Memory CD8 T cells mediate severe immunopathology following respiratory syncytial virus infection

Megan E. Schmidt, Cory J. Knudson, Stacey M. Hartwig, Lecia L. Pewe, David K. Meyerholz, Ryan A. Langlois, John T. Harty, Steven M. Varga

Research output: Contribution to journalArticlepeer-review

35 Scopus citations

Abstract

Memory CD8 T cells can provide protection from re-infection by respiratory viruses such as influenza and SARS. However, the relative contribution of memory CD8 T cells in providing protection against respiratory syncytial virus (RSV) infection is currently unclear. To address this knowledge gap, we utilized a prime-boost immunization approach to induce robust memory CD8 T cell responses in the absence of RSV-specific CD4 T cells and antibodies. Unexpectedly, RSV infection of mice with pre-existing CD8 T cell memory led to exacerbated weight loss, pulmonary disease, and lethal immunopathology. The exacerbated disease in immunized mice was not epitope-dependent and occurred despite a significant reduction in RSV viral titers. In addition, the lethal immunopathology was unique to the context of an RSV infection as mice were protected from a normally lethal challenge with a recombinant influenza virus expressing an RSV epitope. Memory CD8 T cells rapidly produced IFN-γ following RSV infection resulting in elevated protein levels in the lung and periphery. Neutralization of IFN-γ in the respiratory tract reduced morbidity and prevented mortality. These results demonstrate that in contrast to other respiratory viruses, RSV-specific memory CD8 T cells can induce lethal immunopathology despite mediating enhanced viral clearance.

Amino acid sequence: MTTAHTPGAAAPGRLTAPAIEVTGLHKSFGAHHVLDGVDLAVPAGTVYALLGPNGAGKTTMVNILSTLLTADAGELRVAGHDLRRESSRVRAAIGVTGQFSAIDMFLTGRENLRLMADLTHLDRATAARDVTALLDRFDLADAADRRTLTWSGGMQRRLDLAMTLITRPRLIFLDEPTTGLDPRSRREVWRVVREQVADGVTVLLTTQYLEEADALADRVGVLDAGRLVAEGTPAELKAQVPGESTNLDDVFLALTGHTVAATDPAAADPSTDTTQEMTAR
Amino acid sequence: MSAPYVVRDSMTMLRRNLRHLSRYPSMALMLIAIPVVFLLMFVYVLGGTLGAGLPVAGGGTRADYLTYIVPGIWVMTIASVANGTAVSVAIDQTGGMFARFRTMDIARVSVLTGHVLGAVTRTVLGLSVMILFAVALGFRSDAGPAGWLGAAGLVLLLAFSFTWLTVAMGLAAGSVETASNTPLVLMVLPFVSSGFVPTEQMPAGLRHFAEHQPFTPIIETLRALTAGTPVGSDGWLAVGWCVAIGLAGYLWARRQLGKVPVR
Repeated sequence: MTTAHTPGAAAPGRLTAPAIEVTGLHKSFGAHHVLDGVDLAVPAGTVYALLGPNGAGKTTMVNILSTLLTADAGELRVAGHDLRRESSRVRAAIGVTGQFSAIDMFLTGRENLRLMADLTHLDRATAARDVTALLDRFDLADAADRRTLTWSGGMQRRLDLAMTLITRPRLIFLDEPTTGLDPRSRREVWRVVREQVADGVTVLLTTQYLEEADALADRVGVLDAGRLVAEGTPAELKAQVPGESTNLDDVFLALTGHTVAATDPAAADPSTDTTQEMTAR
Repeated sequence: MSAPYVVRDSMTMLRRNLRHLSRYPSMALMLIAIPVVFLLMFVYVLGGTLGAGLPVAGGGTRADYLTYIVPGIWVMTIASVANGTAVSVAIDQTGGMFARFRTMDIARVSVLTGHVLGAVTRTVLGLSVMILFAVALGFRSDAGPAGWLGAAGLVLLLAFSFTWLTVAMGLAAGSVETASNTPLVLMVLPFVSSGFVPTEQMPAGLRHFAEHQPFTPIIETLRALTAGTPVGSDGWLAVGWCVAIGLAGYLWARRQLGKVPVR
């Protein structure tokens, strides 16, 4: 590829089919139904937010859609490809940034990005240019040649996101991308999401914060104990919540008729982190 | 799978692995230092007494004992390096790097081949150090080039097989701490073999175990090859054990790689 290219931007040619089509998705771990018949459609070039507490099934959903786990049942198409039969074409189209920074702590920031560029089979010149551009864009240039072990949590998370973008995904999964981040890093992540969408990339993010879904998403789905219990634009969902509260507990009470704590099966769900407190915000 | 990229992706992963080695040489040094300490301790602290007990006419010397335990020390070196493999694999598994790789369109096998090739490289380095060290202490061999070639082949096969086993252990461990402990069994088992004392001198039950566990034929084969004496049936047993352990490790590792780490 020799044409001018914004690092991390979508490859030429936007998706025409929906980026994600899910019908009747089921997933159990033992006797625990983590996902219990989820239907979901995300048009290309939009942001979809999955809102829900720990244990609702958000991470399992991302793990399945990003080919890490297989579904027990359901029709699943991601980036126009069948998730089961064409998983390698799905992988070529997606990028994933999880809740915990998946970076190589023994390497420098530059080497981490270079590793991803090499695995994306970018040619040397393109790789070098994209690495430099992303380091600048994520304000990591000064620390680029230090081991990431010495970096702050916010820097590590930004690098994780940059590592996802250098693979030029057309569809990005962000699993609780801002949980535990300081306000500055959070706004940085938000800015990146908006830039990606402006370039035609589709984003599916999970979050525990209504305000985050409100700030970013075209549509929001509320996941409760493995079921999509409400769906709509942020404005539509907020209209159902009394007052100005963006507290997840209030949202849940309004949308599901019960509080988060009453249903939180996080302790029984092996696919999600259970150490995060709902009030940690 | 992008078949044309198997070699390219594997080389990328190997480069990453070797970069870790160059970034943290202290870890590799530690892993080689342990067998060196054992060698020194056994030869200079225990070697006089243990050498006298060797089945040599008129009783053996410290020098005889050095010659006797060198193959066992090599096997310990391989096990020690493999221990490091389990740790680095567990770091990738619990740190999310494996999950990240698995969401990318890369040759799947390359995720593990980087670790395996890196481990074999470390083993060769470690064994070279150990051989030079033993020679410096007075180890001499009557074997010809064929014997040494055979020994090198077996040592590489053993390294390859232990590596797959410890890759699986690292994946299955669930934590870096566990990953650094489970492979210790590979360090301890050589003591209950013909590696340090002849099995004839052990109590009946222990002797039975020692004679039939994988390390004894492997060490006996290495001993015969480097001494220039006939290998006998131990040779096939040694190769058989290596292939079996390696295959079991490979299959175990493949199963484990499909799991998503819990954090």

Original languageEnglish (US)
Article numbere1006810
JournalPLoS pathogens
Volume14
Issue number1
DOIs
StatePublished - Jan 2018

Bibliographical note

Funding Information:
Research reported in this publication was supported by funds from the Department of Microbiology at the University of Iowa (to SMV) and the National Institute of Allergy and Infectious Diseases of the National Institutes of Health under Award Numbers R01AI124093 (to SMV) T32AI007485 (to CJK and MES). Research reported in this publication was also supported by the National Cancer Institute of the National Institutes of Health under Award Number P30CA086862. The content is solely the responsibility of the authors and does not necessarily represent the official views of the National Institutes of Health. The funders had no role in study design, data collection and analysis, decision to publish, or preparation of the manuscript. Some of the data presented herein were obtained at the Flow Cytometry Facility, which is a Carver College of Medicine / Holden Comprehensive Cancer Center core research facility at the University of Iowa.

Publisher Copyright:
© 2018 Schmidt et al.

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